Coral Keen’s eventing blog: from fluffy babies to national success

  • A huge part of why I love eventing is the journey you go on when producing a young horse. A big goal for Total Equestrian Construction’s Quintessential III and Midnight Chill, owned by Clare White, was the Young Horse Championships at Osberton last week.

    As I have talked about in previous blogs, having a realistic aim for you and your horse is a good way to see your progression throughout the season, and a good result at Osberton was the aim for both these two.

    Quintessential III (Chilli) is a lovely five-year-old bay mare. We bought her from Candice Williams, who we also purchased Cascadelle from, and they are both out of Escarda. Before we broke Chilli, I thought she might be quite a sharp from watching her in the field, but she was actually really good. She is an intelligent type of horse so thrives off work and has such a great attitude. As shown in the video below, she has come a long way since being a just backed, very fluffy four-year-old.

    2018 has been Chilli’s first season of eventing and she has taken to it like a duck to water. Being a nice compact girl, she has got her head round the concept of competing very quickly and is a natural in all three phases (we won’t talk about her slightly impatient antics on the ground — young ones always have something that needs more work!).

    I have been thrilled with her progression this year, even before Osberton. Her main aim was to qualify for the five-year-old championships, which she did back in July at Tweseldown. Since then, she has jumped seven double clears on the trot and had six top 10 placings including her first BE (British Eventing) win at Firle. So I went into the championships hopeful of a good performance, as with the form she has had, I knew she was capable and prepared.

    Backing a baby Chilli

    It was one of those events where everything just went to plan. Chilli’s dressage test was really nice — she stayed with me, was relaxed in the atmosphere and gave me a lovely feel to score 31.1.

    The marks were so tight after the dressage, that the jumping was going to be crucial. Luckily, this mare loves the next two phases and has a real conscience, so performed an immaculate and easy clear round showjumping. It was all to play for heading out into the cross-country and again she answered every question. There was a jump in the water, which was a fair question — she took notice of it going in, but the moment I put my leg on, she was straight and willing. We came home clear and inside the time to finish on our dressage score for seventh place.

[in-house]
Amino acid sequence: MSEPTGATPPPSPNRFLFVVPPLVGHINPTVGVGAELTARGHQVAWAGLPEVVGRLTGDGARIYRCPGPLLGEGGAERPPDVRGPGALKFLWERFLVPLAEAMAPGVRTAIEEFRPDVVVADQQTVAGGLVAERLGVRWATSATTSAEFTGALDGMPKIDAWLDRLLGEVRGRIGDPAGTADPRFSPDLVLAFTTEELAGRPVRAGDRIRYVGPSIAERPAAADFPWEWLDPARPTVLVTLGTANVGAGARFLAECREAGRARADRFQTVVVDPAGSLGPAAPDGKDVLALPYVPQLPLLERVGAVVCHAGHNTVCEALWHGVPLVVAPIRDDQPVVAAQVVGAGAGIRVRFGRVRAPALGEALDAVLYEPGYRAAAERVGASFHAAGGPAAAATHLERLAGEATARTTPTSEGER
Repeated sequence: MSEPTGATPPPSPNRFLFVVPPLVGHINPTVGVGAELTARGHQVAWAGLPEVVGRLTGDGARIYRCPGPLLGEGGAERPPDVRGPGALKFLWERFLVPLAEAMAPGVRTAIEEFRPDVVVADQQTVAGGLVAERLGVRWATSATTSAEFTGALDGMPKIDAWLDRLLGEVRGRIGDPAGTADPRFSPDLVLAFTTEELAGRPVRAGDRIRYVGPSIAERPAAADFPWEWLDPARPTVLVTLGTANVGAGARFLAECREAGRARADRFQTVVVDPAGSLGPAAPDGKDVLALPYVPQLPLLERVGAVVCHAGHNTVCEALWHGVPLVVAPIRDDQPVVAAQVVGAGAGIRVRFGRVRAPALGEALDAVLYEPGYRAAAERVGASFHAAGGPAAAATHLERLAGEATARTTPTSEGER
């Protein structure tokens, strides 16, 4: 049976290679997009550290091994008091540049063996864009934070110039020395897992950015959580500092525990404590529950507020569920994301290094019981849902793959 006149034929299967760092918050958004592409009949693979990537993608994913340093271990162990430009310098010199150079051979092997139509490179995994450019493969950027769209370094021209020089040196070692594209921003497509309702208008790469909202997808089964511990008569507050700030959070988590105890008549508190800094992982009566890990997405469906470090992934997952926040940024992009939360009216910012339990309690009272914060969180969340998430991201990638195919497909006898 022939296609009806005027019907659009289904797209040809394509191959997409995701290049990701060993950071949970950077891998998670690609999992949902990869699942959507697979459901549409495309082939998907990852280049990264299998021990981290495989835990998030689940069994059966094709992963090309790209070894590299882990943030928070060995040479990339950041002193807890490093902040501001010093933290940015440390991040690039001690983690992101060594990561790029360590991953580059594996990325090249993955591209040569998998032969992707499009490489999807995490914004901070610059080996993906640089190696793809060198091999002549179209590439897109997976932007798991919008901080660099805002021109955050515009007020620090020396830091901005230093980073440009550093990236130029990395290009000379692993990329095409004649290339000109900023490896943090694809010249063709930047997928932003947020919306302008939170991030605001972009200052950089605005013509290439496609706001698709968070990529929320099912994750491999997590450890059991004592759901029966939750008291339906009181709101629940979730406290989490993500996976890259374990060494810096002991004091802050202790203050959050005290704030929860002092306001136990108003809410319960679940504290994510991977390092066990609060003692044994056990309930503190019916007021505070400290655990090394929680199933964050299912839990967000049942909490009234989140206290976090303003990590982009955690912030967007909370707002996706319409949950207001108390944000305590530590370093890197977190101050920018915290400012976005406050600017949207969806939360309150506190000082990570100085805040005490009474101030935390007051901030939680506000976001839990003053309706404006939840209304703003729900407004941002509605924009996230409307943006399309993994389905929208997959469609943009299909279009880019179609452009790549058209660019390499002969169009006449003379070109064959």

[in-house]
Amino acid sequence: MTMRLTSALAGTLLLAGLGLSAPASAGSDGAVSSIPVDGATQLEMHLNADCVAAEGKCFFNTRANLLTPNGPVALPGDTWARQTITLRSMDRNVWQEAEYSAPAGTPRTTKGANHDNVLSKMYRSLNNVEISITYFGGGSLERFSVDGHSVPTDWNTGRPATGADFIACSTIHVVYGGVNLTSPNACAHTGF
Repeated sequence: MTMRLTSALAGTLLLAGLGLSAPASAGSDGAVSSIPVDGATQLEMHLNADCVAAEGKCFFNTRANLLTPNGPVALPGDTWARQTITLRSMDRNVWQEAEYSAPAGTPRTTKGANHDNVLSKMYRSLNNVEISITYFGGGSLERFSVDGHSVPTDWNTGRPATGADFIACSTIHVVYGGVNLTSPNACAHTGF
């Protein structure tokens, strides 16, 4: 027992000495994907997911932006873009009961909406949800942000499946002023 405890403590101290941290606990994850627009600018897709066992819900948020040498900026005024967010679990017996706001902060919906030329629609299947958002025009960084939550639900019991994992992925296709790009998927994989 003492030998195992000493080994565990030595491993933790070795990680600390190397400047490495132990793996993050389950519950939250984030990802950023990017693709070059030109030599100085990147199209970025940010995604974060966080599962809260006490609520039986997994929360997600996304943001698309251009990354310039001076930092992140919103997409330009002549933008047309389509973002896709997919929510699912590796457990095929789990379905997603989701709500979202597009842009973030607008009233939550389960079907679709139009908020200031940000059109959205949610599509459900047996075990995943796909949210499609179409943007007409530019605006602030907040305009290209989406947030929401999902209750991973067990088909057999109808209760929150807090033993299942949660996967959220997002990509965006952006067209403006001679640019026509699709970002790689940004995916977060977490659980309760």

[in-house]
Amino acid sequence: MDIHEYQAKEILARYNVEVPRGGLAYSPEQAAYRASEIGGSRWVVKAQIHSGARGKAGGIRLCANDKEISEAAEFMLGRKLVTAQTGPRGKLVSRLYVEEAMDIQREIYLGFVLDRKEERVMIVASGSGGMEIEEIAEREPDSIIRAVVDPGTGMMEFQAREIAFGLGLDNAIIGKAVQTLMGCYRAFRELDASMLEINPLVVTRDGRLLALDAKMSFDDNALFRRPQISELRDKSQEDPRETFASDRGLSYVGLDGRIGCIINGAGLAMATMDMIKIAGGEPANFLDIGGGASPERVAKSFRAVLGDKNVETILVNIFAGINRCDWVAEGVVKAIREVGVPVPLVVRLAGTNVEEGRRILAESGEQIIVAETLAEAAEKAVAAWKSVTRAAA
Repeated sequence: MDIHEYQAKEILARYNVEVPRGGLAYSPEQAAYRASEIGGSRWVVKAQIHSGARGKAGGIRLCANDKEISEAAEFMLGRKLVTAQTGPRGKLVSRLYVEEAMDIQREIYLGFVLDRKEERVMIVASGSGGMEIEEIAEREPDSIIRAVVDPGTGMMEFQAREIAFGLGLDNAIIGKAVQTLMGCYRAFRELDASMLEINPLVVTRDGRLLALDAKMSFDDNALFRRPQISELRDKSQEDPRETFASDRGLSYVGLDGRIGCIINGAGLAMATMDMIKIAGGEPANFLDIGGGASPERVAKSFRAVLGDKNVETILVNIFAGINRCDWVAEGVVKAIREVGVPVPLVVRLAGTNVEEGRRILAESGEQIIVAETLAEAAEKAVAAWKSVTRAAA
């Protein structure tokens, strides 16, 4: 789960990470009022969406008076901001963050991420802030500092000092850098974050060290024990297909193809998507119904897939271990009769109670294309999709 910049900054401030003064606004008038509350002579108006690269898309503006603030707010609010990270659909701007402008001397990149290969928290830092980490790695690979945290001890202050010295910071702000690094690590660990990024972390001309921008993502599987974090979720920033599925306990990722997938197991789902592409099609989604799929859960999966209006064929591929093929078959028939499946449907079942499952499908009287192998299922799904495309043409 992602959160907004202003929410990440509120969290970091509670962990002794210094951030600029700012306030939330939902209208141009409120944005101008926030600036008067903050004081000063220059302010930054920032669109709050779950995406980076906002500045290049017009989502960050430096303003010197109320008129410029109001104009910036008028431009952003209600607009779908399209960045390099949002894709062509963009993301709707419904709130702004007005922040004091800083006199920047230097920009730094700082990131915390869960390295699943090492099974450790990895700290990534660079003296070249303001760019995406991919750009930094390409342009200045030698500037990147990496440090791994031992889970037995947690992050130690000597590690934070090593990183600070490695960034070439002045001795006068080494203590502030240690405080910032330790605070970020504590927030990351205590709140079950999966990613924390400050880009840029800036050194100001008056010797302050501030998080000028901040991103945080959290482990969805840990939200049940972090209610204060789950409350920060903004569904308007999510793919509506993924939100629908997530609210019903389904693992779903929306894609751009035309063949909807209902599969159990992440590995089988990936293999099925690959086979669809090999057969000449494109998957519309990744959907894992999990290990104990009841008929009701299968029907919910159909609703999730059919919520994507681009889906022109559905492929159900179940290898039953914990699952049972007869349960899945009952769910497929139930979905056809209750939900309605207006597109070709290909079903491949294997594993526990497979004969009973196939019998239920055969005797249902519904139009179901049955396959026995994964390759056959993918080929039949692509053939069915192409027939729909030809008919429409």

Chilli in the prize-giving

    I couldn’t have asked for more, she really has achieved every aim this year easily. I really hope we can be back at Osberton in 2019 for the six-year-old championship and I am already looking forward to next season with her. I will have to keep reminding myself to not ask too much though. Being so talented and straightforward, it could be easy to get carried away with her, but when you are thinking of the big picture and producing young horses it is so important to not get greedy. But still, it’s so exciting. With this in mind, our plan now is to syndicate Chilli. With the way she has performed this year, I really think she has everything it takes to go all the way and I would love to get some owners involved in her journey. If this is of interest to anyone, Team Keen would love to hear from you.

    Midnight Chill (another Chilly!) is another super young horse. His owner Clare White bought him in August last year from Shane Walsh as a just broken five-year-old, who had been ridden away lightly. I have been producing him for Clare this season and he is such a lovely laid-back character. Like all young horses, he can have the odd sassy moment, but it is completely harmless, and he is a sweet horse.

    We headed to the six-year-old championships with some really consistent novice form from him and a fantastic double clear at his first CIC* at Gatcombe. He has a good brain and you can always rely on him to give it his all.

    We were pleased with his first phase performance at Osberton. He is still getting to grips with the dressage, so his score of 36.9 for where he is at, was fair. Moving onto the showjumping and he really pulled it out the bag to do another great clear round. However, the final cross-country phase was probably the absolute highlight of our season together. He made nothing of the track giving me a phenomenal ride and cruised home 15 seconds inside the time. It was one of those rounds where we felt totally in sync and he was so easy and willing to ride. Again, he finished on his dressage score and I was thrilled with his performance. It was a great finish for his 2018 season.

    The overall plan has always been for me to produce Chilly for Clare to take on the ride, which hopefully I have managed to do this year and I feel I have got him to the point where he knows his job. I can’t wait to support and watch them out competing next year.

    Chilly at Osberton

    Continued below…

    Coming home from Osberton, I felt a real sense of achievement for both of these horses and really proud of all their efforts this year. The whole of Team Keen puts huge amounts of work in to produce these horses and when good results come off it, is great for everyone involved to see them reach their goals for the season. It’s safe to say we are all excited about where next season will take us!


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